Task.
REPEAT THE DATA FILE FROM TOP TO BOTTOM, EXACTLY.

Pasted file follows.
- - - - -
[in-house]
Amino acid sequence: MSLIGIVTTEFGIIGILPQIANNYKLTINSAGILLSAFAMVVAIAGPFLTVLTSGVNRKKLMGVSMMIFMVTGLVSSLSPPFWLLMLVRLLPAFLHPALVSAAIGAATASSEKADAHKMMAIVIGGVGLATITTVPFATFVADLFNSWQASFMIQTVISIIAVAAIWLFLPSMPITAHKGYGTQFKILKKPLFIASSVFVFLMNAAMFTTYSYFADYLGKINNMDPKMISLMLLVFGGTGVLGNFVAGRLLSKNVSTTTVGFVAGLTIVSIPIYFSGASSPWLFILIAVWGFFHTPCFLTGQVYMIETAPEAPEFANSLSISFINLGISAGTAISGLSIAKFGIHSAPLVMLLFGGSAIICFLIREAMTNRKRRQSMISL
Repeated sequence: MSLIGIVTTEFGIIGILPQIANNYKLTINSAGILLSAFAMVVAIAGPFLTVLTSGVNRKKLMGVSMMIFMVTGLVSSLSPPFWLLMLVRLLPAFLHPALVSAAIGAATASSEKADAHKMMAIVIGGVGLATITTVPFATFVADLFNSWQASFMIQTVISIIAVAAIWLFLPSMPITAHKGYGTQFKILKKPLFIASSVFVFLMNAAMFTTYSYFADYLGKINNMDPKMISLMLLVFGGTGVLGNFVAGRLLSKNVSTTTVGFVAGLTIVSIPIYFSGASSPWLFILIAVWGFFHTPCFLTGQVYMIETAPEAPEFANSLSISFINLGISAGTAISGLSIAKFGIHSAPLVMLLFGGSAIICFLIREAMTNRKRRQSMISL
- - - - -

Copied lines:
[in-house]
Amino acid sequence: MSLIGIVTTEFGIIGILPQIANNYKLTINSAGILLSAFAMVVAIAGPFLTVLTSGVNRKKLMGVSMMIFMVTGLVSSLSPPFWLLMLVRLLPAFLHPALVSAAIGAATASSEKADAHKMMAIVIGGVGLATITTVPFATFVADLFNSWQASFMIQTVISIIAVAAIWLFLPSMPITAHKGYGTQFKILKKPLFIASSVFVFLMNAAMFTTYSYFADYLGKINNMDPKMISLMLLVFGGTGVLGNFVAGRLLSKNVSTTTVGFVAGLTIVSIPIYFSGASSPWLFILIAVWGFFHTPCFLTGQVYMIETAPEAPEFANSLSISFINLGISAGTAISGLSIAKFGIHSAPLVMLLFGGSAIICFLIREAMTNRKRRQSMISL
Repeated sequence: MSLIGIVTTEFGIIGILPQIANNYKLTINSAGILLSAFAMVVAIAGPFLTVLTSGVNRKKLMGVSMMIFMVTGLVSSLSPPFWLLMLVRLLPAFLHPALVSAAIGAATASSEKADAHKMMAIVIGGVGLATITTVPFATFVADLFNSWQASFMIQTVISIIAVAAIWLFLPSMPITAHKGYGTQFKILKKPLFIASSVFVFLMNAAMFTTYSYFADYLGKINNMDPKMISLMLLVFGGTGVLGNFVAGRLLSKNVSTTTVGFVAGLTIVSIPIYFSGASSPWLFILIAVWGFFHTPCFLTGQVYMIETAPEAPEFANSLSISFINLGISAGTAISGLSIAKFGIHSAPLVMLLFGGSAIICFLIREAMTNRKRRQSMISL